Cinema by Other Means
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Cinema by Other Means explores avant-garde endeavors to practice the cinema by using the materials and the techniques different from those commonly associated with the cinematographic apparatus. Using examples from both the historical and the post-war avant-garde -- Dada, Surrealism, Letterism, "structural-materialist" film, and more -- Pavle Levi reveals a range of peculiar and imaginative ways in which filmmakers, artists, and writers have pondered and created, performed and transformed, the "movies" with or without directly grounding their work in the materials of film. The study considers artists and theorists from all over Europe --- France, Italy, Soviet Union, Germany, Hungary -- but it particularly foregrounds the context of the Yugoslav avant-garde. Cinema by Other Means offers the English-language reader a thorough explication of an assortment of distinctly Yugoslav artistic phenomena, such as the Zenithist cine-writings of the 1920s, the proto-structural Antifilm movement of the early 1960s, and the "ortho-dialectical" film-poetry of the 1970s.
entanglement between reality and cinematographic technology comes from Ljubomir Micić’s montage-driven typographic poem, “In the Name of Hundred Gods!” (1922) (fig. 2.5). In this Zenithist text, declarations, announcements, news-briefs, truncated ads, calls to revolutionary artistic and political action succeed each other in telegraphic fashion—rapidly, and by arriving from all sides and from all 35 CINEMA BY OTHER ME ANS Figure 2.3 Max Ernst, The Failed Immaculate Conception (plate 2 from 100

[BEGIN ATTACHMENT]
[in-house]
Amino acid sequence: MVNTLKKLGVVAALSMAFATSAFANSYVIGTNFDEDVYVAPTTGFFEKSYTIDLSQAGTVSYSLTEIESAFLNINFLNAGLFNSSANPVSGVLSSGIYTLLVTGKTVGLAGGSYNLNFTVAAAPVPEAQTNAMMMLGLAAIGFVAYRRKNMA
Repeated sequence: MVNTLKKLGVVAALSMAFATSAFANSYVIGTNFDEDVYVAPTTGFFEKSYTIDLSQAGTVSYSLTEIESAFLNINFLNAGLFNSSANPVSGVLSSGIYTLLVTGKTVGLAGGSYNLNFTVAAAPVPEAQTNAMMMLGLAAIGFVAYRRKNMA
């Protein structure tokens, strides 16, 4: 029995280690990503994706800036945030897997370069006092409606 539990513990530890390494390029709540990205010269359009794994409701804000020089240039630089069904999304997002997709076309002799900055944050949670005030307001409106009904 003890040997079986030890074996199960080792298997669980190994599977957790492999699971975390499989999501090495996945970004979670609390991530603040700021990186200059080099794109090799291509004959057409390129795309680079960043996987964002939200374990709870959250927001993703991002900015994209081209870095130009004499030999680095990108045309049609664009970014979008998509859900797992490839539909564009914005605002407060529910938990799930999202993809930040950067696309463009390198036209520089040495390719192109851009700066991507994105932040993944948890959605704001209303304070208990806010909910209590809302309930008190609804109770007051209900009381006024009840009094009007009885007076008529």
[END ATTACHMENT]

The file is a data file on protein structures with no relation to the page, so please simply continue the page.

depths of Hypnison’s throat, the darkness and monstrosity instantaneously turn into the sky filled with stars and comets. What is thus implied is that the movement along the path which connects the external reality with Hypnison’s interior life—the movement along the path leading through his oral cavity—must have taken place in both directions simultaneously. The moment of reaching the deepest spheres of Hypnison’s interiority is the same as the moment of their externalization. The consequence of
surrounds her and moves to do so, in reality every movement is being planned for her and every action exists only for her approval. Thus order is reversed: it is reality which is set in motion by deft manipulation in order to be at the right place at the right time. As soon as she has passed them, actors jump up, throw off a costume or don another, run ahead of her along her planned path, and crouch down again ready for another fleeting close-up. . . . That is why the line of the track can be
Optophone. Recreating the spirit of The Exorcist, Jocić presents a detailed verbal depiction of the film-machine as itself a perverse and vulgar assemblage of libidinal protuberances holding together disparate fragments of significatory junk: Linda Blair L’Espresso reports it has become some sort of a ritual every night between assessing the Watergate Affair 102 G E N E R A L C I N E F I C AT I O N and Henry Kissinger’s travels all American television networks bring the latest on the film
Inquiry 25, no. 2 (Winter 1999): 296. 28. George Baker, “Entr’acte” October 105 (Summer 2003): 160. 29. In 1966, American avant-garde fi lmmaker Hollis Frampton entirely based his short work Information on precisely such an elementary defi nition of the cinema. In this fi lm, traces/circles of light—which could easily have been cast by a flashlight like the one seen in Portrait of Max Jacob—incessantly move across the screen. In Frampton’s own words, Information is: “Hypothetical ‘fi rst fi lm’